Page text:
Hawaii Invests USD 3 Million to Counter Japan Tourism Fall

Hawaii tourism has taken a big fall due to the earthquake and following tsunami in Japan. Not only did the country suffer damages, they also had to deal with a sharp decline in travelers from Japan, one of the top countries sending foreign tourists to Hawaii, and home of the most aggressive spenders on the island.

In order to counter the fall taken by their tourism industry, Hawaii officials have approved an investment of 3 million US dollars from the state’s reserve funds. The Hawaii Tourism Authority announced a vote to use the money from Hawaii’s special reserve to boost tourism and compensate the steep fall caused by the earthquake and its immediate and long term consequences.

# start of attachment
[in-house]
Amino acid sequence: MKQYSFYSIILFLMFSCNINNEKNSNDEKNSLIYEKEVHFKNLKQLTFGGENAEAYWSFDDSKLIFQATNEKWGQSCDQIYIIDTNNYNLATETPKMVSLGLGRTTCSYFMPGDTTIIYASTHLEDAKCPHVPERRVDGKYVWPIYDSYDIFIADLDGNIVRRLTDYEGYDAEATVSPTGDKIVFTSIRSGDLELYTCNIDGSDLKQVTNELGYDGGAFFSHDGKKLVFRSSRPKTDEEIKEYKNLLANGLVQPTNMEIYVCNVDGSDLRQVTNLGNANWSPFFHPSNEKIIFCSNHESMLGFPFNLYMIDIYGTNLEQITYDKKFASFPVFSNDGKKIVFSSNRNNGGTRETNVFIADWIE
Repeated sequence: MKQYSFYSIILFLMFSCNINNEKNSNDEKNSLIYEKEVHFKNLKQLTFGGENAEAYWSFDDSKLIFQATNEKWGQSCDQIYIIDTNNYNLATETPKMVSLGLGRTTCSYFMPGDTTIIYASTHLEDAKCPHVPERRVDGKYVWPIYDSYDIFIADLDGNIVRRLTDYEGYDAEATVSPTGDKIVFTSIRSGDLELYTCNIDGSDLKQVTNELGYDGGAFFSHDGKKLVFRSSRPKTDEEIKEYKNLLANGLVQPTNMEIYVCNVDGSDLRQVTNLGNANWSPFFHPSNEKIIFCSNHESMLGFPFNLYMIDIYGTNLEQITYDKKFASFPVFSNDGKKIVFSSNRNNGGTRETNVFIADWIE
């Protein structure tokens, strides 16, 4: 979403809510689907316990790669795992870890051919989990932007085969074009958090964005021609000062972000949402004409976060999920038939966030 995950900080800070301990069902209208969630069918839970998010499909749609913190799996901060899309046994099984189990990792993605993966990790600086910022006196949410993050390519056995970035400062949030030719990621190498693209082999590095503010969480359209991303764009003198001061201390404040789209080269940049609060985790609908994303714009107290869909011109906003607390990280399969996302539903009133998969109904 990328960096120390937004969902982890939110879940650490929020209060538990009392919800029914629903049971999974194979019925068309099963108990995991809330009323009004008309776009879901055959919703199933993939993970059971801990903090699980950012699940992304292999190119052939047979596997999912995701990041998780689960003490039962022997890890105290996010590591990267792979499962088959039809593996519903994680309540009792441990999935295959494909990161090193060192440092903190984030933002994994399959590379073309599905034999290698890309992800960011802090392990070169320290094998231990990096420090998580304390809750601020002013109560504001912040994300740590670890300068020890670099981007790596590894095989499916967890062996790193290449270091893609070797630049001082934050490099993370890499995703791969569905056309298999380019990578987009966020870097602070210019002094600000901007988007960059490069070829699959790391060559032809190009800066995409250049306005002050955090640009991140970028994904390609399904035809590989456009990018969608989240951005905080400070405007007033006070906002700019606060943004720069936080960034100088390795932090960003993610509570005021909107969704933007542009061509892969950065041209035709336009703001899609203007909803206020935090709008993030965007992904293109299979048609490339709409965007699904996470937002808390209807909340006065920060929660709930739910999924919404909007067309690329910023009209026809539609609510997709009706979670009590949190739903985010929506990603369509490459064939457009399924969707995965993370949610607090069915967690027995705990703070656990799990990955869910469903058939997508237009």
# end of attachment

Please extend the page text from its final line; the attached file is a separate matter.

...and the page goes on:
The overall drop in Japanese visitors expected by state officials is of 45%. Before the earthquake, about 1.2 million Japanese citizens traveled to Hawaii, making it the number one destination for the Nippon country. In 2010 alone, Japanese tourists spent an average of 1.9 million US dollars during their stay in Hawaii.

The newly accessed funds will pay for promotion campaigns that will attract visitors from other countries. The tourism boosting plan also targets an increase in number of flights from Korea and China and also sending a tourism delegation to Japan in an attempt to reduce the effects on Japanese choices of vacation.





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